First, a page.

Politics, social challenges mean only one third of Traveller housing funds spent
Tánaiste says underlying prejudice driven by fear among many in settled community
Tánaiste Simon Coveney said outcomes are not changing for Travellers. File photograph: Tom Honan
Just one third of the funding allocated over the past decade for Traveller accommodation has been spent because of the “politics and social challenges surrounding the issue”, the Tánaiste has told the Dáil.
Simon Coveney said “there is no lack of effort on the Government’s part but the outcomes are not changing” for Traveller education, employment, life expectancy and housing.
In the decade since 2008 more than €105 million of capital funding, of a total €156 million for Traveller accommodation had been returned unspent to the Department of Housing.
“That represents a collective drawdown of 67 per cent of capital funding by local authorities,” the Tánaiste said. “In other words money that has been made available cannot be spent because of the politics and social challenges surrounding the issue.”
He also said “there is an underlying prejudice, driven by fear, among many of the settled community”.
“The only way we can address it over time is through responsible politics that recognises that as a minority ethnic group in Ireland, Travellers have been marginalised for many years.”
Mr Coveney was responding to Labour leader Brendan Howlin who said that in the wake of the presidential election it was “not enough for us to decry negative stereotyping and hate speech”.
“We have to take seriously the issue of Traveller marginalisation,” he said.
He described as shocking the statistics which showed Traveller unemployment levels at 80 per cent and that just 12 per cent of Travellers complete secondary school.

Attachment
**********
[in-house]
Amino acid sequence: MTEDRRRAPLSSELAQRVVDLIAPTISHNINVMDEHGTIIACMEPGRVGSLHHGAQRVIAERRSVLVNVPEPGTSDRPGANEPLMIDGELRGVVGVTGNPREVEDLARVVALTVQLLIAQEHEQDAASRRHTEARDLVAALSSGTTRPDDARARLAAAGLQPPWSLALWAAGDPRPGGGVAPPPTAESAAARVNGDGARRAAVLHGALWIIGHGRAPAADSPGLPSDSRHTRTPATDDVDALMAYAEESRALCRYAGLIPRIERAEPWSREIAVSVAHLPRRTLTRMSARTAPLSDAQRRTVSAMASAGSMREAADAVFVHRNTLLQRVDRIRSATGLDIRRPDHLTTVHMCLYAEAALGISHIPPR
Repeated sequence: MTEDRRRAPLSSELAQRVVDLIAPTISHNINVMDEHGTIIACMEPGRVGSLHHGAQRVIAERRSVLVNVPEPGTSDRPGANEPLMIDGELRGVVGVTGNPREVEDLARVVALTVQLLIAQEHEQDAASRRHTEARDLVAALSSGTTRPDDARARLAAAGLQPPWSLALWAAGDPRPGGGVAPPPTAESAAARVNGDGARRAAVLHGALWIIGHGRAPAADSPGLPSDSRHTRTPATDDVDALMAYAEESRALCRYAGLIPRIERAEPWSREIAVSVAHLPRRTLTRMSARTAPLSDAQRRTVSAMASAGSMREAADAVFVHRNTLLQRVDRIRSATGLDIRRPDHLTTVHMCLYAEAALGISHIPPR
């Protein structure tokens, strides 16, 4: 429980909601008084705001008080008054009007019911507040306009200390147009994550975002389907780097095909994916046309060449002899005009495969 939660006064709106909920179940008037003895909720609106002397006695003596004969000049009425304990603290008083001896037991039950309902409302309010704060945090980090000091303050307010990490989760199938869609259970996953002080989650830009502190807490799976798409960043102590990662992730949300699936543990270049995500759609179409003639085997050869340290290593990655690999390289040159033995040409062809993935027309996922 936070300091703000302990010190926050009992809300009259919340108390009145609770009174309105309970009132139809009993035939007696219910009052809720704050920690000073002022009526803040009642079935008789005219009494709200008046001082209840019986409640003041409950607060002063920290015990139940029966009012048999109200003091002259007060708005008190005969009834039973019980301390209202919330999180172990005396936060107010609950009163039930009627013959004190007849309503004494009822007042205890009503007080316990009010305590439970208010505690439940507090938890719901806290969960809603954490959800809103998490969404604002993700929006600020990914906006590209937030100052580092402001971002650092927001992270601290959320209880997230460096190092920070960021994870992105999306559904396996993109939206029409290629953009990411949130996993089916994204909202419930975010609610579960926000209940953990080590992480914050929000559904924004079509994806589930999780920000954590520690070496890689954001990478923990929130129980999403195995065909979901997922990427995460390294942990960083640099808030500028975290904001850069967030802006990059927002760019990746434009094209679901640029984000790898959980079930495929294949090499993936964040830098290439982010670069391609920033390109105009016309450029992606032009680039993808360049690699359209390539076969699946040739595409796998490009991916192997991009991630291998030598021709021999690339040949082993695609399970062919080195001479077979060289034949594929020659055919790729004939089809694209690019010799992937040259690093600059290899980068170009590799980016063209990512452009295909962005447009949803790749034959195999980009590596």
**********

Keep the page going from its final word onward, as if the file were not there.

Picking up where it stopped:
Mandatory school attendance
Mr Howlin asked if there was a need to have an age limit applied in order that everybody would be required to stay in education until they were 16 years of age.
He also called on the Government to consider specific apprenticeship schemes for young Travellers and put them in place across the State and impose the same mandatory attendance requirement as applied at secondary school.
But he said that all the training in the world would make no difference if businesses were not willing to employ Travellers.
“We have to have an open conversation, not on the margins but at the centre.”
Insisting that there was no lack of Government effort in this area, Mr Coveney said former taoiseach Enda Kenny, in March last year, formally recognised Travellers as an ethnic group. The Government had published its Traveller and Roma inclusion strategy 2017 to 2021 and it contained 149 actions dealing with cultural identity, education, health, anti-discrimination and equality.
“Settled communities are fearful of integration and facilitating housing solutions. As a result local authorities have been unable to deliver the supports needed.”
But “we also need to ensure there is leadership at local government level as well as in national policy to be able to change the narrative that has resulted in so many in the travelling community being desperately disadvantaged through the non-delivery of services they are entitled to”.